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The currently active US-23 construction zone will be transformed into a technologically advanced active traffic management system. This new system will be Michigan's first Flex Route, geared to help eliminate traffic congestion during peak afternoon and evening travel periods.


The Flex Route will include a network of computerized overhead signs, cameras, and electronic message boards attached to overhead gantries that will constantly monitor traffic conditions. However, as with most new technology, an initial learning curve will be necessary before motorists fully grasp how the advance warning system will manage peak rush hour congestion, and promote safer travel.


Once it's fully operational, the new smart road technology system will be available along US-23 between M-14 and M-36 (9 Mile Road). As motorists approach either the northbound or southbound perimeter of the Flex Route, they will see large gantries with overhead signs that appear to frame the highway. Posted above each lane will be a lane control sign displaying key information, which will be determined by the current traffic conditions. For example, a green arrow would indicate an open lane, whereas a red X would indicate a closed lane.


"Except for special events or when highway conditions require incident management, the green arrow or red X will usually be posted over the shoulder (flex) lane, rather than over the regular travel lanes," explained Mark Sweeney, P.E., MDOT's Brighton Transportation Service Center (TSC) manager. "The signs over the regular travel lanes will typically be blank or they might post the recommended speed limit, based on the current travel conditions."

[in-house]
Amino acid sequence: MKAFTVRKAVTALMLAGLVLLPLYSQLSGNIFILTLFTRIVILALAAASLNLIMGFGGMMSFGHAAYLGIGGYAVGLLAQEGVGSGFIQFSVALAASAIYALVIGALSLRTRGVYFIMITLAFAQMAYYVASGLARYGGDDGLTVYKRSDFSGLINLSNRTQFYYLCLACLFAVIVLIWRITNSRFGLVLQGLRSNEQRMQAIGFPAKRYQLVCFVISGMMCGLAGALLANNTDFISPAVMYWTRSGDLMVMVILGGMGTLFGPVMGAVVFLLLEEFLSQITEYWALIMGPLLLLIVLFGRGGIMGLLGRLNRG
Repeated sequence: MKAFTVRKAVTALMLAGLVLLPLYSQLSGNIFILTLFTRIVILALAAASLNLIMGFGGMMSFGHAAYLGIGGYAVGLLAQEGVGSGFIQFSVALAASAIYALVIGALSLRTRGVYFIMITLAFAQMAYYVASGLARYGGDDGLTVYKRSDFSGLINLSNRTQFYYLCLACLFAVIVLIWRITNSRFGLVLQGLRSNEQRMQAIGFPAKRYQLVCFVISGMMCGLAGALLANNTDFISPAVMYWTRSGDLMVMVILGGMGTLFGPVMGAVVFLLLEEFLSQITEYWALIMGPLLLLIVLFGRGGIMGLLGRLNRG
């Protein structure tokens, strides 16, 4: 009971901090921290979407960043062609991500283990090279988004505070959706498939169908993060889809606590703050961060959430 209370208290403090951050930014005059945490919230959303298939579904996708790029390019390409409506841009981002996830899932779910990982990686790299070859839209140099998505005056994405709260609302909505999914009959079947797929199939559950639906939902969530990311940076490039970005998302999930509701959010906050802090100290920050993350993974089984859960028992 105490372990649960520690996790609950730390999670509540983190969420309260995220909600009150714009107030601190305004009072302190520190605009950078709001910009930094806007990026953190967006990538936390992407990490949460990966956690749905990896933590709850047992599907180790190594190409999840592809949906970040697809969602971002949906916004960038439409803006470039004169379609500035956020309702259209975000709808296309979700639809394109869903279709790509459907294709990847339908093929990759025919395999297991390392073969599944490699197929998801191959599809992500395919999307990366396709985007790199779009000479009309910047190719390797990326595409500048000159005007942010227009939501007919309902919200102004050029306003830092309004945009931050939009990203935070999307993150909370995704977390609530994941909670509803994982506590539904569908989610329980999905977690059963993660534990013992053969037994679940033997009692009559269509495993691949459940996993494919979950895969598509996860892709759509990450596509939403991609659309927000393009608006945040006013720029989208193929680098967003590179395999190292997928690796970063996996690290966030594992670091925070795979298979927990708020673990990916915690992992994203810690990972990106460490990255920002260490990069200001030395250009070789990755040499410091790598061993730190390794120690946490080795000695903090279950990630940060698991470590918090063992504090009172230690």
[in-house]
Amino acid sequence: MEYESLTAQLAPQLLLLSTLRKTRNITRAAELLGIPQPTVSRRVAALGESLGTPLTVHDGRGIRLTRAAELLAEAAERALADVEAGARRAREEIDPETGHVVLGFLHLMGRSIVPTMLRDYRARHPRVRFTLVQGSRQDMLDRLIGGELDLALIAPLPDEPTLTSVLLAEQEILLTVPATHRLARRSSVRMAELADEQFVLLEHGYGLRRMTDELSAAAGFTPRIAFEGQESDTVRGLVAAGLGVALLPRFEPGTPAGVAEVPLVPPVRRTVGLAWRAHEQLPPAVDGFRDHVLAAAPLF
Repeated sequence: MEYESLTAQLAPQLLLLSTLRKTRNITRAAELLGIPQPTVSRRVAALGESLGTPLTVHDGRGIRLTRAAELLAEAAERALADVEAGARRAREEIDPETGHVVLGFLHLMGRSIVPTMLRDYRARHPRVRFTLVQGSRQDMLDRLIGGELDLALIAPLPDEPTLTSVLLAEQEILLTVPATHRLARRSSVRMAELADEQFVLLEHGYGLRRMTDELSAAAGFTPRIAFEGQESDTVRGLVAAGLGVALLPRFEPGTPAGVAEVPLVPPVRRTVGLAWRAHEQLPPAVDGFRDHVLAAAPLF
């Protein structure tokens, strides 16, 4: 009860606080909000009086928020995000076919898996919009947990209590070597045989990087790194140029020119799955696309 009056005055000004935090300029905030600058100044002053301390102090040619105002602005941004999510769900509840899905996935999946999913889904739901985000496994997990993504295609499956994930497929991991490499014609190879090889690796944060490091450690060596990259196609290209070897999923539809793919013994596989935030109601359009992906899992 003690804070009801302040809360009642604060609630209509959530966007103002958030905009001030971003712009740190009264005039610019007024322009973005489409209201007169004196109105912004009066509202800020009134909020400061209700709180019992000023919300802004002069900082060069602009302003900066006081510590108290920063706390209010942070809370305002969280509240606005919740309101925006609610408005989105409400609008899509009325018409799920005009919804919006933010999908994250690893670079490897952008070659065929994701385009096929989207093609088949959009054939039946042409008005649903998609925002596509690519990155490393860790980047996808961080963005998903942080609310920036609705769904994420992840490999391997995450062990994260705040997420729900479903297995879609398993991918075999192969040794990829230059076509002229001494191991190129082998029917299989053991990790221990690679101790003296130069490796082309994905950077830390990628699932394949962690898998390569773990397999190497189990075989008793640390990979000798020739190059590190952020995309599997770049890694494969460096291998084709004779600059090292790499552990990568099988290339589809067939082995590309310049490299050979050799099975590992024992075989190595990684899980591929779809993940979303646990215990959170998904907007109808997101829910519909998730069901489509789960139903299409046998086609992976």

Motorists driving the Flex Route need to be observant of the critical information provided:

A Green Arrow will be displayed above an open lane. During morning and afternoon peak travel periods, shoulder lanes will be open to improve the flow of traffic.

A Red X will be displayed above a closed lane. For example, if a lane is closed due to a traffic incident or construction ahead, a red X posted above that lane warns motorists so they can avoid the blockage. However, if traffic is not congested, a red X will appear above the lane to advise motorists that it is not currently available.

The Recommended Speed will be posted above each open lane. If traffic slows, the recommended speed limit will be posted above the open lanes to alert motorists regarding a change in conditions ahead, thus decreasing the potential for crashes.

A Yellow Merge Sign will direct motorists to merge or move over to avoid an incident or a blocked lane ahead, which also will decrease the potential for crashes.


Because the median shoulders will be used as temporary lanes, it is critical that drivers both understand and follow the rules involved in safely driving a Flex Route. Motorists can familiarize themselves regarding how a Flex Route works by viewing this short video.


(video no longer available)